There are several economic factors that contributed to the African slavery in the United States. Patterson (2002) asserts "Slavery was born out of economic motives. Its perpetuation was driven by economic factors, and even many efforts by abolitionists to end slavery had economic motives. Indeed, the decision to use slave labor was a deliberate, rational choice made by men who sought economic gains that were greater than what they could obtain from wage labor or indentured servitude" (para. 2). To be sure, in a capitalist system in which the promise of profit drives behavior, the institution of slavery would not have survived in America, and a war would not have been fought over it, had it not yielded an economic benefit to those who supported slavery.Three economic factors contributing to slavery included (1) labor costs, (2) labor availability, and (3) profitability. On a micro level, these factors drove plantation owners to seek slave ownership. Yet, there was a much broader economic impact from slavery. "A general scholarly consensus contends that slavery was profitable. Some scholars make the further claim that slave labor not only contributed greatly to the economic growth and development of America but also helped finance the Industrial Revolution, stimulate the rise and growth of cities and industries, and fuel capitalistic development" (Patterson, 2002, para. 3). In effect, as insidious of an institution slavery was, America likely owes much of its status as a global economic power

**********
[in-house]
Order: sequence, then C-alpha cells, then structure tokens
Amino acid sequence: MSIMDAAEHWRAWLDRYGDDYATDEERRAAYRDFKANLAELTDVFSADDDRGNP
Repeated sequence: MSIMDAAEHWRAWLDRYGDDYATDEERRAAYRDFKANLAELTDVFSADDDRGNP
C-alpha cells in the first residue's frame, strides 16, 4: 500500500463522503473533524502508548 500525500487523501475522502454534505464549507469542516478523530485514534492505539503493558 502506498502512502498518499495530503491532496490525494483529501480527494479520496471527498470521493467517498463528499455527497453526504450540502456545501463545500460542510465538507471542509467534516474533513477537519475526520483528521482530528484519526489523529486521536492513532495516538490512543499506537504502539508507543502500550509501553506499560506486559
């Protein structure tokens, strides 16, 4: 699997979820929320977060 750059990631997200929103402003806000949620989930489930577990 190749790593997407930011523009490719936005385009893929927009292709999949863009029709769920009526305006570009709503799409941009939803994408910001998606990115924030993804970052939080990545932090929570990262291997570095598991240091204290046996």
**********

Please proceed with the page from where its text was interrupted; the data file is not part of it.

to the fact that slavery existed.